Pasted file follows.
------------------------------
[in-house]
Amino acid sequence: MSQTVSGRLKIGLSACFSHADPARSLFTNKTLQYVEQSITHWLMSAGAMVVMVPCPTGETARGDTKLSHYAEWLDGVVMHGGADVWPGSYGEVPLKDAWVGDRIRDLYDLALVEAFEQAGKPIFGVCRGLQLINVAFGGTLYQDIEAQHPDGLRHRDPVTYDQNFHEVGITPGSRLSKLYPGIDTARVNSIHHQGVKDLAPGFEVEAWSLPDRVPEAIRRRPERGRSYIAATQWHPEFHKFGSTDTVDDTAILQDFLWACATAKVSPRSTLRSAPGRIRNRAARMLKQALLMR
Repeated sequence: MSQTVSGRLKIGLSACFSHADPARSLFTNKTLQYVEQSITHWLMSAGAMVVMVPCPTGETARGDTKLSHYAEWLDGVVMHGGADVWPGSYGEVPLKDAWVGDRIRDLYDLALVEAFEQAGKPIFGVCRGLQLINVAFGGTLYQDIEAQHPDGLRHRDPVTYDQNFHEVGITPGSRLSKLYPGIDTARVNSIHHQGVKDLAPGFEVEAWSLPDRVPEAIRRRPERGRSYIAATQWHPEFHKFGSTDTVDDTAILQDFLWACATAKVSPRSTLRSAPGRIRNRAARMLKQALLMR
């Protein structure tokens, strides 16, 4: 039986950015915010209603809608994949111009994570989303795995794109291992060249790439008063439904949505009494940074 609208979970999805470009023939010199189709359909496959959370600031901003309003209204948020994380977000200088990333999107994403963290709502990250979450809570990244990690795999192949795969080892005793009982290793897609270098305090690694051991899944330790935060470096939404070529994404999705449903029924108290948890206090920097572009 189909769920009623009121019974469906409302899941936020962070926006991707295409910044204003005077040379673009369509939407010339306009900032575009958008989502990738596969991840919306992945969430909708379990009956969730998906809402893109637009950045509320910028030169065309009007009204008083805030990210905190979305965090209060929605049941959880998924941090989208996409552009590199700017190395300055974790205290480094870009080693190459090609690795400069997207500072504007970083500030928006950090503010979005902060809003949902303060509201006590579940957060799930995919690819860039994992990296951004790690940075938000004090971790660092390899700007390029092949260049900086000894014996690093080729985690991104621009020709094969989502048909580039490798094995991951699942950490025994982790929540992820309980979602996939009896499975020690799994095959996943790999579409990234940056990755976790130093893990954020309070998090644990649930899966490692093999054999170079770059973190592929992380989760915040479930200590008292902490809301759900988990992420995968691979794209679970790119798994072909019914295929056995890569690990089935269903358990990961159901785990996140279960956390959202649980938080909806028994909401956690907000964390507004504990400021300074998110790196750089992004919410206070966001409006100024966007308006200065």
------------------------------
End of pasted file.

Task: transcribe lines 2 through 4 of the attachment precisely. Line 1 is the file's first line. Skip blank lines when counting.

Amino acid sequence: MSQTVSGRLKIGLSACFSHADPARSLFTNKTLQYVEQSITHWLMSAGAMVVMVPCPTGETARGDTKLSHYAEWLDGVVMHGGADVWPGSYGEVPLKDAWVGDRIRDLYDLALVEAFEQAGKPIFGVCRGLQLINVAFGGTLYQDIEAQHPDGLRHRDPVTYDQNFHEVGITPGSRLSKLYPGIDTARVNSIHHQGVKDLAPGFEVEAWSLPDRVPEAIRRRPERGRSYIAATQWHPEFHKFGSTDTVDDTAILQDFLWACATAKVSPRSTLRSAPGRIRNRAARMLKQALLMR
Repeated sequence: MSQTVSGRLKIGLSACFSHADPARSLFTNKTLQYVEQSITHWLMSAGAMVVMVPCPTGETARGDTKLSHYAEWLDGVVMHGGADVWPGSYGEVPLKDAWVGDRIRDLYDLALVEAFEQAGKPIFGVCRGLQLINVAFGGTLYQDIEAQHPDGLRHRDPVTYDQNFHEVGITPGSRLSKLYPGIDTARVNSIHHQGVKDLAPGFEVEAWSLPDRVPEAIRRRPERGRSYIAATQWHPEFHKFGSTDTVDDTAILQDFLWACATAKVSPRSTLRSAPGRIRNRAARMLKQALLMR
């Protein structure tokens, strides 16, 4: 039986950015915010209603809608994949111009994570989303795995794109291992060249790439008063439904949505009494940074 609208979970999805470009023939010199189709359909496959959370600031901003309003209204948020994380977000200088990333999107994403963290709502990250979450809570990244990690795999192949795969080892005793009982290793897609270098305090690694051991899944330790935060470096939404070529994404999705449903029924108290948890206090920097572009 189909769920009623009121019974469906409302899941936020962070926006991707295409910044204003005077040379673009369509939407010339306009900032575009958008989502990738596969991840919306992945969430909708379990009956969730998906809402893109637009950045509320910028030169065309009007009204008083805030990210905190979305965090209060929605049941959880998924941090989208996409552009590199700017190395300055974790205290480094870009080693190459090609690795400069997207500072504007970083500030928006950090503010979005902060809003949902303060509201006590579940957060799930995919690819860039994992990296951004790690940075938000004090971790660092390899700007390029092949260049900086000894014996690093080729985690991104621009020709094969989502048909580039490798094995991951699942950490025994982790929540992820309980979602996939009896499975020690799994095959996943790999579409990234940056990755976790130093893990954020309070998090644990649930899966490692093999054999170079770059973190592929992380989760915040479930200590008292902490809301759900988990992420995968691979794209679970790119798994072909019914295929056995890569690990089935269903358990990961159901785990996140279960956390959202649980938080909806028994909401956690907000964390507004504990400021300074998110790196750089992004919410206070966001409006100024966007308006200065």